Syllabus

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A list of topics by session is available in the calendar below.

Description

This course is a survey of recent philosophy of perception. The main topics discussed are the following: the transparency of perceptual experience, disjunctivism, the content of perceptual experience, perceptual consciousness, thought ownership and thought disorders (focussing on schizophrenia), introspection, and the perception of sound. Questions raised by these topics include "In what way is imagination distinct from perception?", "Is there a perceptual relation?", "What is the view that perceptual experiences have representational content?", "In what way is introspection distinct from perception?", "What does the phenomenon of 'thought insertion' show about the ownership of thoughts?", and "What is a sound?". We explore these topics through reading, writing, and presentations by the instructors and guests.

Prerequisites

Permission of the instructor.

Required Texts

The required texts below are complemented with original papers in readings. There are recommended readings for additional background.

Amazon logo Campbell, John. Reference and Consciousness. Oxford Cognitive Science Series. Edited by Martin Davies, James Higginbotham, Philip Johnson-Laird, Christopher Peacocke, and Kim Plunkett. New York, NY: Oxford University Press, 2002. ISBN: 9780199243815.

Amazon logo Gendler, Tamar Szabó, and John Hawthorne, eds. Perceptual Experience. Oxford, UK: Clarendon Press, 2006. ISBN: 9780199289769.

Amazon logo Frith, Christopher, and Eve Johnstone. Schizophrenia: A Very Short Introduction. New York, NY: Oxford University Press, 2003. ISBN: 9780192802217.

Amazon logo O'Callaghan, Casey. Sounds: A Philosophical Theory. New York, NY: Oxford University Press, 2007. ISBN: 9780199215928.

Grading

The course grade will be based primarily on the 20-page term paper on a topic negotiated with the instructor. Two three-page squibs will also be required.

Statement Regarding Academic Misconduct*

To put it bluntly, plagiarism is theft and fraud -- it is the theft of someone else's ideas, words, approach, and phrasing; it's fraud because the writer is trying to profit (a grade) by claiming as his/her own someone else's work. Because plagiarism can have severe disciplinary consequences, it is crucial to understand the concept. Just as scientists demand complete and accurate information about experiments so that they duplicate and check those experiments, so scholars and readers demand complete information so they can check your use of sources and accuracy in reporting what others said. In all academic writing, then, you must give complete citations (e.g., author, title, source, page) each time you use someone else's ideas, words, phrasing, or unusual information. An insidious form of plagiarism is the 'patchwork paper' - some words and ideas taken from source A are stitched together with words and ideas from source B and source C and so on. Your essays should be your own work, although you are encouraged to seek writing advice from the Writing and Communication Center. If there is any question about whether the student's paper is his or her own work, TAs have been directed to bring the paper directly to the professor. Every effort will be made to determine whether the paper is plagiarized. This is an attempt to be fair to the teachers and the other students in the course. There are 4 guidelines for using sources in your essays:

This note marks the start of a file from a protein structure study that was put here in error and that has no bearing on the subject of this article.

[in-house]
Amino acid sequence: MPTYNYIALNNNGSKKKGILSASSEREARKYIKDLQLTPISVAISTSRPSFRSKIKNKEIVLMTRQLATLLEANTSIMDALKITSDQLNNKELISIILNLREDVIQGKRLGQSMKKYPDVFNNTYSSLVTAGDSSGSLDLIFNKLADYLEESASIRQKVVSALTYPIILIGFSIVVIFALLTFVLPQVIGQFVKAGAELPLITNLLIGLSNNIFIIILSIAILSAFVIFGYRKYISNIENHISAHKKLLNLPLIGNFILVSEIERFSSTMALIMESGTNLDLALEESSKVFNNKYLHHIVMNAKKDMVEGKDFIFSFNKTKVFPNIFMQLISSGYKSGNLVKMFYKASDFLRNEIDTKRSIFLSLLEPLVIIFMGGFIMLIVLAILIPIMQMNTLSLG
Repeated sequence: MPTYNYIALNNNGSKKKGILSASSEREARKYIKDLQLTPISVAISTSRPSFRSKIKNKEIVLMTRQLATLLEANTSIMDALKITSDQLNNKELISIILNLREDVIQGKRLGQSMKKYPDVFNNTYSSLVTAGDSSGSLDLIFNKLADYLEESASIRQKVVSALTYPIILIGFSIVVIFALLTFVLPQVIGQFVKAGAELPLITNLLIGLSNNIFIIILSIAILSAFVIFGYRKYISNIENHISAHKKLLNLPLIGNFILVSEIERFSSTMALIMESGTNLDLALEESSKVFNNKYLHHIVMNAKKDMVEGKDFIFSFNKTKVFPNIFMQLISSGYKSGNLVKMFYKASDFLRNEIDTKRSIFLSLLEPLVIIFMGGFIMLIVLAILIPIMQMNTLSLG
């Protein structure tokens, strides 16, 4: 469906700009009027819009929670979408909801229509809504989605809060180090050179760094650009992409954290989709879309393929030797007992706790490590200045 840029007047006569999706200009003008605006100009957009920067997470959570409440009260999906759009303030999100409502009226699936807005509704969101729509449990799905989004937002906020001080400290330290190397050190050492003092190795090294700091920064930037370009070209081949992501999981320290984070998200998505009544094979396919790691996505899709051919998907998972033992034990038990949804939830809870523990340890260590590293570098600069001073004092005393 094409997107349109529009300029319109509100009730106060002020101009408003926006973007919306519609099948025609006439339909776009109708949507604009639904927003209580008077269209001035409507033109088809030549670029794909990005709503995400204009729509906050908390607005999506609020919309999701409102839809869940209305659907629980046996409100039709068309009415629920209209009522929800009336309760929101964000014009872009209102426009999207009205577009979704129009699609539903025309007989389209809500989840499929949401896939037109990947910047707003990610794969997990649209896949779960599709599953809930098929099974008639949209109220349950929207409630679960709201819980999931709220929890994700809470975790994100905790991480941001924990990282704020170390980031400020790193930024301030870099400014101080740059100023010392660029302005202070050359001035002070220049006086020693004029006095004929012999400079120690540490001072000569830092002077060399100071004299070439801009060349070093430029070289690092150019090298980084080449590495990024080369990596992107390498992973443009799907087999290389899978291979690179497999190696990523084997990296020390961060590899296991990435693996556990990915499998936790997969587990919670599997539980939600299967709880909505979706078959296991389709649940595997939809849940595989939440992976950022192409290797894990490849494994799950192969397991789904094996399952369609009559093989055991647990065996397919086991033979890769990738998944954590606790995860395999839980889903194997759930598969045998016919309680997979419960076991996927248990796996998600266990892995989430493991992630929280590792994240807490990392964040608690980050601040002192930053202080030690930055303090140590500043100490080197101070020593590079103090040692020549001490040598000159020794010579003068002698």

1. There is never a good reason to paraphrase a source-either summarize it in your own words or quote it exactly (citing the source in either case).
  2. When you quote, quote exactly, use quotation marks, and cite the source.
  3. When you use information that might not be considered common knowledge, cite the source.
  4. When in doubt about whether or not to give a citation, always give a citation.

Additional Information: Citing and Using Sources

*This statement has been issued by the HASS Committee on Discipline.

Recommended Citation

For any use or distribution of these materials, please cite as follows:

Alex Byrne and Susanna Siegel, course materials for 24.500 Topics in the Philosophy of Mind: Perceptual Experience, Spring 2007. MIT OpenCourseWare (http://ocw.mit.edu/), Massachusetts Institute of Technology. Downloaded on [DD Month YYYY].

Calendar


SES # TOPICS KEY DATES
1

Introduction

Martin: Transparency

2 Martin: Transparency (cont.) First squib out five days after Ses #2
3 Campbell: Reference and consciousness
4

Visitor: John Campbell

Johnston: Sensory awareness

First squib due
5

Johnston: Sensory awareness (cont.)

Siegel: Contents of visual experience

6 Crane: Perceptual relations
7 Campbell, Frith, and Johnstone: Thought insertion and schizophrenia Second squib out two days after Ses #7
8

Thought insertion (cont.)

Chalmers: Perception and fall from Eden

9 Visitor: David Chalmers
10 Block: Consciousness Second squib due
11 Schwitzgebel: Introspection
12 O'Callaghan: Sounds
13 Visitor: Casey O'Callaghan Term paper due